British Sign Language (BSL). Photo by <a href="" rel="noopener" target="_blank">Danachos <a href="" rel="noopener" target="_blank">(license)</a>
British Sign Language (BSL). Photo by Danachos (license)

In March 2003, the then Labour Government recognised BSL as a language in its own right, and I am proud that this took place.  However, we must build on this and introduce a British Sign Language Act to give BSL full legal recognition.

As the British Deaf Association has said, BSL is the preferred language of over 87,000 deaf people in the UK.  It is vital that we ensure people who are deaf or have hearing loss can fully participate in society and that their language is legally recognised.

BSL is not currently granted any particular status by UK wide legislation.  The most relevant legislation is the Equality Act 2010 which places a duty on employers and other service providers, among others, to make reasonable adjustments.  I know the British Deaf Association has raised concerns that the Equality Act 2010 does not make specific reference to BSL, and does not focus on the value and integrity of BSL as it does not protect or promote it as a language.

I have been very concerned about the lack of access to information for people who are deaf during the coronavirus pandemic.  It is now more important than ever that everyone has access to public health information.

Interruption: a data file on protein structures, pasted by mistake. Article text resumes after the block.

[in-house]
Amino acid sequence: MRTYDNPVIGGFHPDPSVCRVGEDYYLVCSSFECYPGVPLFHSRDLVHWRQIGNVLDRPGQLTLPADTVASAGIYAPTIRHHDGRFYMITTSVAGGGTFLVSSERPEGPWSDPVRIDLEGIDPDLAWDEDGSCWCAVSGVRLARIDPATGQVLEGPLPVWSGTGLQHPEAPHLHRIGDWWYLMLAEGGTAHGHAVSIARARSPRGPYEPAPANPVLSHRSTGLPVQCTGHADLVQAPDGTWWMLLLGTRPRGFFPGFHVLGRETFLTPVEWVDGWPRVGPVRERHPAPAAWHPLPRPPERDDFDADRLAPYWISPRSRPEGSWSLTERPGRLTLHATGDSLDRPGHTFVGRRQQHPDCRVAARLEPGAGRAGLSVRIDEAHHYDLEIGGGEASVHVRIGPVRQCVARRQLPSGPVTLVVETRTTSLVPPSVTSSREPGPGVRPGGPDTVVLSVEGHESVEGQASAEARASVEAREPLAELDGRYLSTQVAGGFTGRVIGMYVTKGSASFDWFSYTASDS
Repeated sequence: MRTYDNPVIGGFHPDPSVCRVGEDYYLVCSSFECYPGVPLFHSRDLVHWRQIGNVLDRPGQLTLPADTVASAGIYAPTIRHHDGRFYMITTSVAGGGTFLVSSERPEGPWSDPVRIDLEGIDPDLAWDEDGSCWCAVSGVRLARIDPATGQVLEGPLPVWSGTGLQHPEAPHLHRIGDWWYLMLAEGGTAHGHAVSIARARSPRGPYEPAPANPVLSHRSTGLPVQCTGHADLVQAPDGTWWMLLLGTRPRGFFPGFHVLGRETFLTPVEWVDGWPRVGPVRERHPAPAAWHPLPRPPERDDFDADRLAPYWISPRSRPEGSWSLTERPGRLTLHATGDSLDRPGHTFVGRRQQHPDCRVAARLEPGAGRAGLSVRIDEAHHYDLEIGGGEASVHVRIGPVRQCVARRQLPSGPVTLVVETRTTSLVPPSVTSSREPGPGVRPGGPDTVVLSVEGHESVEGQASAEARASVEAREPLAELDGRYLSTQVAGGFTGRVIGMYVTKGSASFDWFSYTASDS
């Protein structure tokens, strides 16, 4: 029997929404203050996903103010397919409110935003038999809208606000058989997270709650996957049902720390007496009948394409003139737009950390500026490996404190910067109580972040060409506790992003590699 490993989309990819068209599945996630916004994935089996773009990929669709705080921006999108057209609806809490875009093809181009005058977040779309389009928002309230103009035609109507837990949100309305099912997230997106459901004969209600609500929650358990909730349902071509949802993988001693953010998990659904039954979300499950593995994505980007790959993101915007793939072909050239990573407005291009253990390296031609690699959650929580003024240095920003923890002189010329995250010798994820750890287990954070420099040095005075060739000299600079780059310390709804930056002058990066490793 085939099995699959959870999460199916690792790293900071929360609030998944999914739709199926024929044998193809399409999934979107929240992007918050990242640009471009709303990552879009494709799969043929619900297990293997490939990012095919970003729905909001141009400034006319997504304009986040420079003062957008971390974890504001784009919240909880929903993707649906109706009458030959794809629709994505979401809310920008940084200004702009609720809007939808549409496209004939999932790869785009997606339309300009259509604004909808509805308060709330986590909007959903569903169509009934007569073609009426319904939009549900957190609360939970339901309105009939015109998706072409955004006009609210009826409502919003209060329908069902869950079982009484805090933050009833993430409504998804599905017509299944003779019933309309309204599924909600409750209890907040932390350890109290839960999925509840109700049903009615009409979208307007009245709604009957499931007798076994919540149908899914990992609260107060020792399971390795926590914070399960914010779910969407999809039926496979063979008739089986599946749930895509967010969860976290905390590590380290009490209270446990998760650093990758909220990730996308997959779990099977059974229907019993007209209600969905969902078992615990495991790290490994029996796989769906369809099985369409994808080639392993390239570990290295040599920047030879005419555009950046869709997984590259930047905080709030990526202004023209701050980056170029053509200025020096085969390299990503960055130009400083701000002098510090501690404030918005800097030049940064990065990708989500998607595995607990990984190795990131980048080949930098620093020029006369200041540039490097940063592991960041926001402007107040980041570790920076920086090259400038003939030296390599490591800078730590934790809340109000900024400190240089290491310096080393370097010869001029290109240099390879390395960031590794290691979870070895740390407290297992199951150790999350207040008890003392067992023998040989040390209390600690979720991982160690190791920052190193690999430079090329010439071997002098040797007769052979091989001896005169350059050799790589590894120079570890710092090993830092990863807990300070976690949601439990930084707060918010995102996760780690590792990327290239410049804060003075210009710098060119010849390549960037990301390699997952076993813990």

Whilst the Welsh and Scottish governments have taken the welcome step of having sign language interpreters physically attend COVID-19 related press conferences, the UK Government has failed to do so.  It has instead stated that BSL interpretation has been available on the BBC News channel, BBC iPlayer and the BBC News YouTube channel.

It is unacceptable that deaf people are being left out of vital public health announcements by the UK Government.  I will continue to call on the UK Government to include sign language interpreters at its press conferences.

The deaf community deserve to have equality and a level playing field.  I fully believe BSL must be given legal recognition, indeed, I was elected on a manifesto which committed to the introduction of an Act that would do just that.

The Government currently argues that a BSL Act is not necessary because of the Equality Act 2010.  This has been rejected by the British Deaf Association, and I can assure you that my Opposition Colleagues and I will continue to advocate for a BSL Act.

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